The transition study also reported that of the students that used AT in high school, 79.6% went on to engage in post-secondary education, but among those who did not receive AT, only 40.1% of students did. In addition, 80% of high school students with high-incidence disabilities who received AT access were able to hold a paying job upon graduating, compared to 50.8% of students who did not.
A concrete example of how AT helps students with high-incidence disabilities is found in this study. It showed that reading comprehension was much improved when students with reading difficulties read a passage using text-to-speech than when they read a passage without it. The theory is that when word recognition isn’t something that’s automatic, reading demands much in the way of working memory, reducing students’ ability to access the high-order processing needed for comprehension.
With more rigorous screening and improved diagnostic capabilities, high-incidence disabilities like ADHD and autism are being diagnosed at higher rates than ever…and we see this as a good thing, because once we identify a disability, we can support those who live with it. But students who live with these sometimes-invisible disabilities can be overlooked because their needs may not be as obvious, or because they do not self-identify as disabled. This poses enormous missed opportunities to not only improve students’ academic experience, but also the trajectory of their lives, with assistive technology.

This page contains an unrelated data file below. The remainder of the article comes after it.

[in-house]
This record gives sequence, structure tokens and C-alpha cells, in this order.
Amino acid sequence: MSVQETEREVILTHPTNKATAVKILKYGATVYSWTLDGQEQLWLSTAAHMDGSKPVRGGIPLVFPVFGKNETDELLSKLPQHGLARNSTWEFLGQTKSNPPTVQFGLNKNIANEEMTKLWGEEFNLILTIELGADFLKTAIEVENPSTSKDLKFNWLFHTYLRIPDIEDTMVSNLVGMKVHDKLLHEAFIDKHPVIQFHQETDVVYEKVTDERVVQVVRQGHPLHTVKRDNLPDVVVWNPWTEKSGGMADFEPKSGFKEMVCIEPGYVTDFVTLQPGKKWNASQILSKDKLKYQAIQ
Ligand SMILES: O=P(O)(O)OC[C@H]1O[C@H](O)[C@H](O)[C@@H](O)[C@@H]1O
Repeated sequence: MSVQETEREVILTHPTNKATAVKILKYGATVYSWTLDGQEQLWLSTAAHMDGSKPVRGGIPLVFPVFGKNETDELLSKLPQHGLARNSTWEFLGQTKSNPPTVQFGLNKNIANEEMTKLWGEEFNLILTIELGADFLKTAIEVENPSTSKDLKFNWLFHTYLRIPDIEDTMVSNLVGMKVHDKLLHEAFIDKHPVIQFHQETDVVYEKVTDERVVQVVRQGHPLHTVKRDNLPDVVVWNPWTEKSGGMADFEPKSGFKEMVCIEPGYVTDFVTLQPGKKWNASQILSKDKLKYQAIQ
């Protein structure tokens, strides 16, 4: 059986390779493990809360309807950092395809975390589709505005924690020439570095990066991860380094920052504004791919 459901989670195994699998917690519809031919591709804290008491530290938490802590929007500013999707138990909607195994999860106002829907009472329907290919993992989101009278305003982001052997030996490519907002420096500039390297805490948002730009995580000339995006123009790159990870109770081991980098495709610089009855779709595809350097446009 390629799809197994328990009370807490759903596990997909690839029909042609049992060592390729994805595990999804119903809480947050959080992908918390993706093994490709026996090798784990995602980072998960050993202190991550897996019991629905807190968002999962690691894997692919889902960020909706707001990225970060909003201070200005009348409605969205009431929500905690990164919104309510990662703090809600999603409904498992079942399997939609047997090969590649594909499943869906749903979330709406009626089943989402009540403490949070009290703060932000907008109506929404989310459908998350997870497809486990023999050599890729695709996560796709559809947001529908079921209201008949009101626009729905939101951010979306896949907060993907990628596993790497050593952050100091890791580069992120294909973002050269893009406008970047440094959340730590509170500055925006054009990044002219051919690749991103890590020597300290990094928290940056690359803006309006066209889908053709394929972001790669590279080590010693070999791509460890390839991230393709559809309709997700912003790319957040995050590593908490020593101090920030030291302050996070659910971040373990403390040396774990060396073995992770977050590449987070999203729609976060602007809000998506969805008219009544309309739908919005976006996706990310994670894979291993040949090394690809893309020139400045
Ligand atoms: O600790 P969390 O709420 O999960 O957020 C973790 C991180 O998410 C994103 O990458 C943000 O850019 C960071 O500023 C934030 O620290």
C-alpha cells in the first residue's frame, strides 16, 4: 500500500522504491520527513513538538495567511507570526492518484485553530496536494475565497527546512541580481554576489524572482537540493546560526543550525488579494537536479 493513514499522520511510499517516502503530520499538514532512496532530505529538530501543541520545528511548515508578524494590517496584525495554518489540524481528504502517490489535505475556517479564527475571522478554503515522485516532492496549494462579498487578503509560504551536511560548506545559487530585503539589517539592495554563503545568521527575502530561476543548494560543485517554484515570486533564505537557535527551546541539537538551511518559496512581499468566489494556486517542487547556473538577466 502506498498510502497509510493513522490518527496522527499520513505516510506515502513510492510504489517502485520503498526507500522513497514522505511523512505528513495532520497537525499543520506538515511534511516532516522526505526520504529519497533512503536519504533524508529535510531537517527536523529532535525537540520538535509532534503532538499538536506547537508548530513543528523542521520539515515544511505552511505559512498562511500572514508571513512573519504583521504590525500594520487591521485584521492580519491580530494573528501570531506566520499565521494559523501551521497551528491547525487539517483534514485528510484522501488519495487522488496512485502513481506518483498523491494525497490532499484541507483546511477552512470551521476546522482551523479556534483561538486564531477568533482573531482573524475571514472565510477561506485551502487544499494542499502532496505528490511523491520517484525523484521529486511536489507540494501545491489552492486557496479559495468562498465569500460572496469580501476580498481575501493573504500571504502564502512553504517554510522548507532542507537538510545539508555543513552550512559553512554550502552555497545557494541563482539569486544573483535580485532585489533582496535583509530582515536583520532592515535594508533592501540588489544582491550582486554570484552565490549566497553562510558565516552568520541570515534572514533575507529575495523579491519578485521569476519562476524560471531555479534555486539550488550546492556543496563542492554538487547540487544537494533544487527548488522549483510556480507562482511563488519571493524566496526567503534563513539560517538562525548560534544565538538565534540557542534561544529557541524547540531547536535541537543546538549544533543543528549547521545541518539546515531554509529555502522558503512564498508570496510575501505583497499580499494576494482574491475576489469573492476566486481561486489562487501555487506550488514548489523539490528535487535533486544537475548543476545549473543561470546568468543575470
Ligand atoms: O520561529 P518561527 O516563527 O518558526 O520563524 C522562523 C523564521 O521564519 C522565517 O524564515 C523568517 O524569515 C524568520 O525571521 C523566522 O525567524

It’s embarrassing to wear a seat belt. I don’t want my friends to see. They don’t wear seatbelts in their families.
Before one-to-one device initiatives, students with high-incidence disabilities often reported feeling embarrassed about receiving AT accommodations. Often, they were the only ones using a device, which singled them out. Going back to the Education Week survey, another potential positive impact of the pandemic is that many more students now have access to school-issued devices, devices that come equipped with features like speech-to-text that have traditionally been classified as assistive technology. As the line between ed tech and AT blurs, it is de-stigmatizing AT for students who can greatly benefit from it. Just as higher rates of diagnosis are helpful, we hope, too, that greater use of ed tech in the classroom will further open the door to the benefits of assistive technology use.